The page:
As Almon concluded her lecture, some of the young adults and teens watching asked questions in the chatbox on the virtual platform. Some wondered about different opposing views used to rationalize the pro-life stance. 

“What is your opinion on the argument regarding topics such as incest, rape ending in pregnancy?” asked one viewer named Kathleen Rutler. 

Almon responded that humans should start by emotionally acknowledging there is nothing easy about the topic of rape. She said humans should not simply dismiss the question with an intellectual answer but should “meet hurting people where they are and carry their burdens with them.” 

Almon said the answer to the question points to another question: “If a baby is a product of rape, and the baby reminds the mother of how horrible that was, can she kill the baby?” 

“I think the answer is no because even though rape is psychologically different, it still begs that question, ‘What is the unborn?’ If the unborn is human, which the science and philosophy clearly demonstrate, then we cannot kill the unborn for that reason,” Almon said.

Another viewer named Tessa Doerr said she is pro-life. However, she said a question she often ponders about is: “If the baby seriously endangers the mother’s life and there is no other help for the mother,” can abortion be deemed appropriate? 

“We live in a broken world, where this sometimes happens, and this is rare when this is the case,” Almon replied, not giving a clear answer about if the mother or the baby should live in those cases. “… Abortion is the intentional killing of the human embryo or fetus. … The pro-life stance still stands [in occasions when doctors typically choose mother over baby in those cases]. …”


12 Things A Church Pastor Cannot Do

By Chuck Lawless -February 6, 2020

12 things pastors cannot do

There are 12 things a church pastor cannot do—even though pastors are, in my judgment, amazing people. They faithfully serve Sunday after Sunday, often with no desire for recognition or fame. In faith, they can do a lot—but here are several things they can’t do.

12 Things Pastors Cannot Do:

  1. Read minds. Everybody knows that, but many church members hold pastors accountable for unstated expectations.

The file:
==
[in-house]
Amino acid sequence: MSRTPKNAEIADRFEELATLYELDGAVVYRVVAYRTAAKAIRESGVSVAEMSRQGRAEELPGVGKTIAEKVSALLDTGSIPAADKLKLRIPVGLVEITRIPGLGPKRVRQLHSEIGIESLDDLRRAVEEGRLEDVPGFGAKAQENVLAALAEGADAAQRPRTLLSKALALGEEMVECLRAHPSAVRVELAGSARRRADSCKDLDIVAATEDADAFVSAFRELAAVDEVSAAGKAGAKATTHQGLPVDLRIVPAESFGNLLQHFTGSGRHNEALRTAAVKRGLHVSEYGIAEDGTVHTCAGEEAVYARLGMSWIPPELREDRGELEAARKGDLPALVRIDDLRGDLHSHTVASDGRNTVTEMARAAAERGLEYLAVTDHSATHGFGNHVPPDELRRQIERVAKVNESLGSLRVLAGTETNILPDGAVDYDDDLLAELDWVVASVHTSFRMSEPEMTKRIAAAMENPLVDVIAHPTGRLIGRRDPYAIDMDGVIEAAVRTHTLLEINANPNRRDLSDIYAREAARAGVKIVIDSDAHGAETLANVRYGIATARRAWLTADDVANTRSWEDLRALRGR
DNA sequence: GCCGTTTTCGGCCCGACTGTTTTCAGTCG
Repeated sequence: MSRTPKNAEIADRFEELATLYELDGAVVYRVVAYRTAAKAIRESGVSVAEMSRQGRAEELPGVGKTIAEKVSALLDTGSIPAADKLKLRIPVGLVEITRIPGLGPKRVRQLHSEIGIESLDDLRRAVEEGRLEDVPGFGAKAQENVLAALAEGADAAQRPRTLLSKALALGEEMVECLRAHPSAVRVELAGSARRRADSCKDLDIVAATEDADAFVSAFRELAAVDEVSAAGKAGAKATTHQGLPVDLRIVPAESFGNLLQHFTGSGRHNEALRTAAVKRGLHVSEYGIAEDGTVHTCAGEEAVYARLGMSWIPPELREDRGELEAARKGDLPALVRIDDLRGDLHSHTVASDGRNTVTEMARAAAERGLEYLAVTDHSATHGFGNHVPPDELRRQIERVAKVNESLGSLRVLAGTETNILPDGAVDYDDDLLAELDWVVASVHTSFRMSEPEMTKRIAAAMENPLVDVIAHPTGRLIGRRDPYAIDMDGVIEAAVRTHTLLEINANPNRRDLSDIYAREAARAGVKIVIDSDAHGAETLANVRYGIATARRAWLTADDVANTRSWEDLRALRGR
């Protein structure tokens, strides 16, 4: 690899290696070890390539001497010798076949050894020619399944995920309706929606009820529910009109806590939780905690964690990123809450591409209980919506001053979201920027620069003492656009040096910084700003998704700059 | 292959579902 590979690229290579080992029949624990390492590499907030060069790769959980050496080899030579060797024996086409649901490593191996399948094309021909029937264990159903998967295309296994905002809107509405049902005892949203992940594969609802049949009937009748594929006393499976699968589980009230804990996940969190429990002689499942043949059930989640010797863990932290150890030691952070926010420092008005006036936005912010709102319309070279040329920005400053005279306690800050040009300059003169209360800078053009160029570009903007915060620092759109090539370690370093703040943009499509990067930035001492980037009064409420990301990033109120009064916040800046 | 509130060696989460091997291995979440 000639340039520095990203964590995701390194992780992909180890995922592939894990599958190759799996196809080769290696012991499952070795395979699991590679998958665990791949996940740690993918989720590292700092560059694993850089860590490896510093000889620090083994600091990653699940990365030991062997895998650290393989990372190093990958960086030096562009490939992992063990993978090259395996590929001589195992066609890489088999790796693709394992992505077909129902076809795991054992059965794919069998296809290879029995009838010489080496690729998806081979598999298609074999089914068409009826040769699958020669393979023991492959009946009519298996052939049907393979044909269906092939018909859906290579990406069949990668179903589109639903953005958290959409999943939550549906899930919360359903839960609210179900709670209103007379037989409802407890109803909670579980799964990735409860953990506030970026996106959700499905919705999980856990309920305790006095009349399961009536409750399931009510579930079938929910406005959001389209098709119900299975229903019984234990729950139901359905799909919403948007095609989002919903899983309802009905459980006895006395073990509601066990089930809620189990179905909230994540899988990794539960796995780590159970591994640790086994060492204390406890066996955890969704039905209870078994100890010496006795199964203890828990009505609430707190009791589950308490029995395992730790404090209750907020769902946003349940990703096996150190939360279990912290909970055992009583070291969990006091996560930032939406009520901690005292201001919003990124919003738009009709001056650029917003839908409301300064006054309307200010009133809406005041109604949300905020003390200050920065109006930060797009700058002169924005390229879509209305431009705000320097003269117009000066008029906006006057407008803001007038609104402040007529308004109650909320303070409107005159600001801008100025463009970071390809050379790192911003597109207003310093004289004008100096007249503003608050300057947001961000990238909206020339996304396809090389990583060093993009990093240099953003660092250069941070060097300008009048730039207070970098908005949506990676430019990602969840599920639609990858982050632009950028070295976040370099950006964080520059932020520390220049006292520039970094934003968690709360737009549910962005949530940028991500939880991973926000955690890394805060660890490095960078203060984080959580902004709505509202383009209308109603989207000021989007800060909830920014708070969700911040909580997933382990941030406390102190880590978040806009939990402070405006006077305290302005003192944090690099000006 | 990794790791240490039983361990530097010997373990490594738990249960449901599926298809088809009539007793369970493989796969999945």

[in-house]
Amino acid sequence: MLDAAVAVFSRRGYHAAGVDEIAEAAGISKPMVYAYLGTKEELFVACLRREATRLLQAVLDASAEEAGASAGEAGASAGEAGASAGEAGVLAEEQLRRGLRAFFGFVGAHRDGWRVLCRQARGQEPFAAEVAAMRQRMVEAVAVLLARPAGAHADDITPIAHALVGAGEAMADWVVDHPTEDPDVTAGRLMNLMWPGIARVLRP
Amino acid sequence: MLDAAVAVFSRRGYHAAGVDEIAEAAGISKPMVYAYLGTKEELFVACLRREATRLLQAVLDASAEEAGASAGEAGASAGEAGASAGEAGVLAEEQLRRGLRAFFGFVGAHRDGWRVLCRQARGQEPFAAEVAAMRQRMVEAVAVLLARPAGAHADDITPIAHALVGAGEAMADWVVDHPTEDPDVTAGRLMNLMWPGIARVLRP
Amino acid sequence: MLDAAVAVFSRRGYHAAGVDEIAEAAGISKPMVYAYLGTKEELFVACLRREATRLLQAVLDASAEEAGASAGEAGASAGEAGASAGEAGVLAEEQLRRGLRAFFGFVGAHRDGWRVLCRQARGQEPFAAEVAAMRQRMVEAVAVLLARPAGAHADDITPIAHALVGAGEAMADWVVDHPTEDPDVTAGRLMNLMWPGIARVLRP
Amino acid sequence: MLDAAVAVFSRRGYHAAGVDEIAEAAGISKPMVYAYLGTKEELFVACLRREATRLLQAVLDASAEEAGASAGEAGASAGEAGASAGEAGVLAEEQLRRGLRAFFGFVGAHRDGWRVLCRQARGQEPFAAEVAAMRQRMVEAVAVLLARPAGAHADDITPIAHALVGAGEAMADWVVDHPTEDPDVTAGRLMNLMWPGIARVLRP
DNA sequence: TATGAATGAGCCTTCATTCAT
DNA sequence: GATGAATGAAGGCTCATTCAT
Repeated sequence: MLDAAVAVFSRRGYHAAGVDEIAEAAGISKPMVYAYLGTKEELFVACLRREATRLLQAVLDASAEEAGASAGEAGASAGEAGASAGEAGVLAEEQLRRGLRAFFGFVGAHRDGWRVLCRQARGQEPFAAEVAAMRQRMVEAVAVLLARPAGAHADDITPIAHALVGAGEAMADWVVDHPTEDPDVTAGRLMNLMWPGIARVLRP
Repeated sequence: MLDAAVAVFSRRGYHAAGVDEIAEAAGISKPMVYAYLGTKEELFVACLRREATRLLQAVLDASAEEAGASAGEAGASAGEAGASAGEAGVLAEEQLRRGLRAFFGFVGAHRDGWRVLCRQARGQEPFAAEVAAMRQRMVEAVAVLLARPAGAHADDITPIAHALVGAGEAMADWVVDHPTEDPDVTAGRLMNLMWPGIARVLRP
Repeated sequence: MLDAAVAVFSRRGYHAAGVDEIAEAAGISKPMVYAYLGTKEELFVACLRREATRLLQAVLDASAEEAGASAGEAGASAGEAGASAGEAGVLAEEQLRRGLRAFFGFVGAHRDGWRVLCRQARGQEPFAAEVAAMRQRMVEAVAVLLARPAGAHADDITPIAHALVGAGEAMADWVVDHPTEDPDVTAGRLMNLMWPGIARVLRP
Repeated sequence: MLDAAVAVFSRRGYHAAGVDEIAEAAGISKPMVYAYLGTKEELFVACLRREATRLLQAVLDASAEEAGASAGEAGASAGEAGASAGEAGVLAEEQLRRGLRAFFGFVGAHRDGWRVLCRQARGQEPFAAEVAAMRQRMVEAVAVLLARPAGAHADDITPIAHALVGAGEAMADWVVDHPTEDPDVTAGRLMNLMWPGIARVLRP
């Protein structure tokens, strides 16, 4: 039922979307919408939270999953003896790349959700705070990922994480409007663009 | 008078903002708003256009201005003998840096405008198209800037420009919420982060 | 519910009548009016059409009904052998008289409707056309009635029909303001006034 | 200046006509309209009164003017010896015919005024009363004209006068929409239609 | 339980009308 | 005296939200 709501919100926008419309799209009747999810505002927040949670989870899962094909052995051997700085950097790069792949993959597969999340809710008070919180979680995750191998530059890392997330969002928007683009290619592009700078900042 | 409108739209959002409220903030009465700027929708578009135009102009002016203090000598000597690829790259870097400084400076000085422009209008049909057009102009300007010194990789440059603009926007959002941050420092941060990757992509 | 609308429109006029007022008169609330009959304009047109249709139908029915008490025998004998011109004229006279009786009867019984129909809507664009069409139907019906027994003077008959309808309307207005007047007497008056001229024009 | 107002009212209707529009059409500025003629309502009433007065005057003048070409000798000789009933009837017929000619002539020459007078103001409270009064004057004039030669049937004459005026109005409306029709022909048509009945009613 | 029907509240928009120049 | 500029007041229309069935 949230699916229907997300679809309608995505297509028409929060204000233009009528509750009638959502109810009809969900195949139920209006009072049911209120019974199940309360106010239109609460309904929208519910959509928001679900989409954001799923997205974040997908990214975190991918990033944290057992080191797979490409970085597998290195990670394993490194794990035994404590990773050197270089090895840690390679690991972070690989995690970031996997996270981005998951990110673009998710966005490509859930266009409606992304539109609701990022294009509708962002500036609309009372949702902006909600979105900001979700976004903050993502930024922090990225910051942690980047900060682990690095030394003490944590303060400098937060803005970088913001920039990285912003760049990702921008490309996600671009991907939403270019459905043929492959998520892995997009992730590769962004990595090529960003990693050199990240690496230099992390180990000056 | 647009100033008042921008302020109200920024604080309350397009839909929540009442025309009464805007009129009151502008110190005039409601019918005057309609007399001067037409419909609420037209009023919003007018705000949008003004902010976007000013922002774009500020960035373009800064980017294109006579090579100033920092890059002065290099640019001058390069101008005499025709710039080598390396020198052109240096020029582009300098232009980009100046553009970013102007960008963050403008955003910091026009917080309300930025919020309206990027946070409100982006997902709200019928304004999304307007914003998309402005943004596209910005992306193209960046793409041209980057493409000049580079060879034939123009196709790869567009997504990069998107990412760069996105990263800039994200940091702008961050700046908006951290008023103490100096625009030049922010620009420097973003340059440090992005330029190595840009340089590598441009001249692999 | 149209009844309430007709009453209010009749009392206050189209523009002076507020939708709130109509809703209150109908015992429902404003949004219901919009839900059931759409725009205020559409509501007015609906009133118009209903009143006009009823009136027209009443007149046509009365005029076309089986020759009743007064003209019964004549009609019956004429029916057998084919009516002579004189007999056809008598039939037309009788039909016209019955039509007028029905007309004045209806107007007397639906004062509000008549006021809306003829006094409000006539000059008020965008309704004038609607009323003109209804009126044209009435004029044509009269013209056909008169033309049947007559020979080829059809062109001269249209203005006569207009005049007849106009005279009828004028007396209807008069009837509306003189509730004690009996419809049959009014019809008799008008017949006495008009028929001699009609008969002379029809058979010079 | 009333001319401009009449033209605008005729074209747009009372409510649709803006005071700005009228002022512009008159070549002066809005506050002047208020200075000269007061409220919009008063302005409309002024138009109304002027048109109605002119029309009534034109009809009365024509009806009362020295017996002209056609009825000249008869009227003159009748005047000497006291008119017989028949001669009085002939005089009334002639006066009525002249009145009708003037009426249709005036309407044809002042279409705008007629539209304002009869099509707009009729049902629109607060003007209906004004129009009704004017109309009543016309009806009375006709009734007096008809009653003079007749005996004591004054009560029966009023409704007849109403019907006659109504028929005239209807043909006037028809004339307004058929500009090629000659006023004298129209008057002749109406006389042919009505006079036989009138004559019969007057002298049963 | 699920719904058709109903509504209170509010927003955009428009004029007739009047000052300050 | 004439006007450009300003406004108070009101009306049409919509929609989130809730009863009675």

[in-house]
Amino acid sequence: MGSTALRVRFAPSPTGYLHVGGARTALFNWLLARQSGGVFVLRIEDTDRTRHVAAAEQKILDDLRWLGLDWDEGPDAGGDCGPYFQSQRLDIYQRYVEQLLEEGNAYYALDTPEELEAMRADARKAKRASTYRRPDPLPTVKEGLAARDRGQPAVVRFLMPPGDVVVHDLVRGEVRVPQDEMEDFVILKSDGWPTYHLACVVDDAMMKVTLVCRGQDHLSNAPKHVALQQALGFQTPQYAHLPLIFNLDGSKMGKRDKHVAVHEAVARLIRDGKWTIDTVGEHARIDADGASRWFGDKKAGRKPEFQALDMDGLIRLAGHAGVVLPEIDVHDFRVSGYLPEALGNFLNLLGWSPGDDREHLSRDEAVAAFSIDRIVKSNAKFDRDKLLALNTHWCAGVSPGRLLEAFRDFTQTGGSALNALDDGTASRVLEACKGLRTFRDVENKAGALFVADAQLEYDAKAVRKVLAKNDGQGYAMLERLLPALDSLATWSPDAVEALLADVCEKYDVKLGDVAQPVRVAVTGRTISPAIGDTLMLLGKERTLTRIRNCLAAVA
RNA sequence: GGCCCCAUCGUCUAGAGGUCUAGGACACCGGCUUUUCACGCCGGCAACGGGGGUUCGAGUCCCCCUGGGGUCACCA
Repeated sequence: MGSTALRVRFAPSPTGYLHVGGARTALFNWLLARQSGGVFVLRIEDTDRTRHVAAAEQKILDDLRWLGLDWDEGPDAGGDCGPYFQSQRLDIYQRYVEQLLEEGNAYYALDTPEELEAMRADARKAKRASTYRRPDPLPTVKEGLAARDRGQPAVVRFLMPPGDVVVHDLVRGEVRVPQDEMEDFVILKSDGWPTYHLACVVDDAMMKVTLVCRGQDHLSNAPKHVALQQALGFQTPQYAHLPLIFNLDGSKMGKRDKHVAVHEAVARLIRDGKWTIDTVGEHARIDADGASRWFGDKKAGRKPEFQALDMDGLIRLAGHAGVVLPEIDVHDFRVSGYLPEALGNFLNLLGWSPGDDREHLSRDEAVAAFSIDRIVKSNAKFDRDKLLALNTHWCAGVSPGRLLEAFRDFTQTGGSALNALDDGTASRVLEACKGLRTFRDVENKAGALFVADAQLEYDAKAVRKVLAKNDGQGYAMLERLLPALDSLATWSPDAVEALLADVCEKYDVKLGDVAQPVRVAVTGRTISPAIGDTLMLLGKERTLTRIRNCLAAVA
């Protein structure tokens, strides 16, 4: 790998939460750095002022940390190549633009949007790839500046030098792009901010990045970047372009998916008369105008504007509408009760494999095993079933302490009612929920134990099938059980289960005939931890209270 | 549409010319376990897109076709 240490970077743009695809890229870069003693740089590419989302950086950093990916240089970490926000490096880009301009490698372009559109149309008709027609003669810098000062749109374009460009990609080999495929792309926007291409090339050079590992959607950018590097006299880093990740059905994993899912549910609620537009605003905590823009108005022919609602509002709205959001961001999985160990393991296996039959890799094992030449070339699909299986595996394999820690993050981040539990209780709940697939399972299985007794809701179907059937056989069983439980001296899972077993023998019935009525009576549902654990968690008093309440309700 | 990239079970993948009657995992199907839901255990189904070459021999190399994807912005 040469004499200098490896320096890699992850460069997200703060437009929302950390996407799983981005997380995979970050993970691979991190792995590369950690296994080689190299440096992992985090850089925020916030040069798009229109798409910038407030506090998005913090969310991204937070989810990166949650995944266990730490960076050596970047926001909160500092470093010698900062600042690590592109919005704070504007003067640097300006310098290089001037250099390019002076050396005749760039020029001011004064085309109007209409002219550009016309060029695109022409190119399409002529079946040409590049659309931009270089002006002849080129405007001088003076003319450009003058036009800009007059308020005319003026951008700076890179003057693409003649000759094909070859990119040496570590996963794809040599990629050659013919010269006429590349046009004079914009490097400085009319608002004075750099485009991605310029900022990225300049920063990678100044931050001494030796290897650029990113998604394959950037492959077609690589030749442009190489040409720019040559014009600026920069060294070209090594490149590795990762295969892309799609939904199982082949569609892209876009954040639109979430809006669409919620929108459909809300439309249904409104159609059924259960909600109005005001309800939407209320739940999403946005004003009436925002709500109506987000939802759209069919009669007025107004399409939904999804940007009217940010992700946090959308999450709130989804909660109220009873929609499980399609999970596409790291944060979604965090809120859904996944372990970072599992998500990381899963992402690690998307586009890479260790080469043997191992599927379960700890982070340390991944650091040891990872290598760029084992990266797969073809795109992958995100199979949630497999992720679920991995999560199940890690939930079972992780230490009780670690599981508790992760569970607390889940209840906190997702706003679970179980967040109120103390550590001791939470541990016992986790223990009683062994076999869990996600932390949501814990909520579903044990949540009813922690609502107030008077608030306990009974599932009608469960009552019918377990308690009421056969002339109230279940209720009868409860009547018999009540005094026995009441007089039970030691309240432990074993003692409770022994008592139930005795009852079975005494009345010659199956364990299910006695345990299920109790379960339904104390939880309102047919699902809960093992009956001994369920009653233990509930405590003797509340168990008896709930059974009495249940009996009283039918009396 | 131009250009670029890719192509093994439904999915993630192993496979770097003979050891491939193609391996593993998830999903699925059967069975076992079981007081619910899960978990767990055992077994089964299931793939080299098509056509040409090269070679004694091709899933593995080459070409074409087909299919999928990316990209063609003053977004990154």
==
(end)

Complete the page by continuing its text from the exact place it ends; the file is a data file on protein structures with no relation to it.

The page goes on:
2. Be everywhere. No human being can be every place at once, yet some members still get angry when pastors have to say “No.”
  3. Change hearts. Only God can do that.
  4. Know everything. Most pastors study hard, but nobody can answer every question somebody asks.
  5. Please everybody. Even Jesus couldn’t do that.
  6. Live sinlessly. Nobody can. Including you. And me. We’re all sinners.
  7. Grow churches. If the church does grow, it’s because God does it.
  8. Multiply dollars. That’s too bad, too, since some churches don’t pay their pastors well.
  9. Escape mistakes. All of us will mess up sometimes, often unintentionally and even unknowingly.
  10. Avoid favoritism. Pastors minister to everybody, but having better (and best) friends is natural.
  11. Reveal everything. No matter how much you may want to know the details, pastors may not be in a position to tell you.
  12. Ignore sin. Pastors must address this issue, even when it’s not popular.

Say a prayer for your pastors today. They have a tough job. And, come back tomorrow, when I’ll address things that laypersons can’t do.

This article originally appeared here.

VIDEO The Reality Of Heaven

By Jack Hibbs

Heaven – you’ve heard about it. You might have even read about it. But do you believe that it’s real? Join Pastor Jack as he looks at what the Bible says about the Christian’s eternal home, the proof for its existence, and how to live, in light of Heaven.

Muslim Brother of Christian Attacks Him with Machete

Recent convert refuses to renounce Christ.

July 14, 2021 By Our East Africa Correspondent 

Abudlawali Kijwalo receives medical treatment after machete attack in Kibuku District, Uganda on June 27, 2021. (Morning Star News)

NAIROBIKenya (Morning Star News) – A 39-year-old man in eastern Uganda who recently put his faith in Christ is still recovering from a machete blow to his head by a Muslim relative in late June, sources said.

Abudlawali Kijwalo, who comes from family of devoted sheikhs and hajjis (pilgrims to Mecca), was grazing his cattle on June 27 in Nankodo, Kibuku District when his brother, Musoga Murishid, confronted him, Kijwalo said.

Family members had warned Kijwalo against listening to gospel music or claiming that Jesus Christ was his Lord and Savior. Kijwalo told Morning Star News he had been listening to a Christian radio station earlier that day.

“Are you still a Muslim, or you are now a Christian?” Murishid asked him, according to Kijwalo.

“I am for Christ,” Kijwalo told him.

His brother revealed a machete that had been strapped beneath his long robe and struck him on the head, sending Kijwalo sprawling and screaming, the Christian said. As he bled heavily, Murishid walked away, likely thinking he had killed him, Kijwalo said.

A village elder who witnessed the attack got some health workers and rushed to attend to him, Kijwalo said. They transported him by motorcycle to medical facility in nearby Kasasira town where a highly respected doctor treated him.

The doctor said that Kijwalo will survive but needs rest and more treatment. Kijwalo, who lacks money for medical bills and food, has taken refuge at an undisclosed site.

The assault was the latest of many instances of persecution of Christians in Uganda that Morning Star News has documented.

Uganda’s constitution and other laws provide for religious freedom, including the right to propagate one’s faith and convert from one faith to another. Muslims make up no more than 12 percent of Uganda’s population, with high concentrations in eastern areas of the country.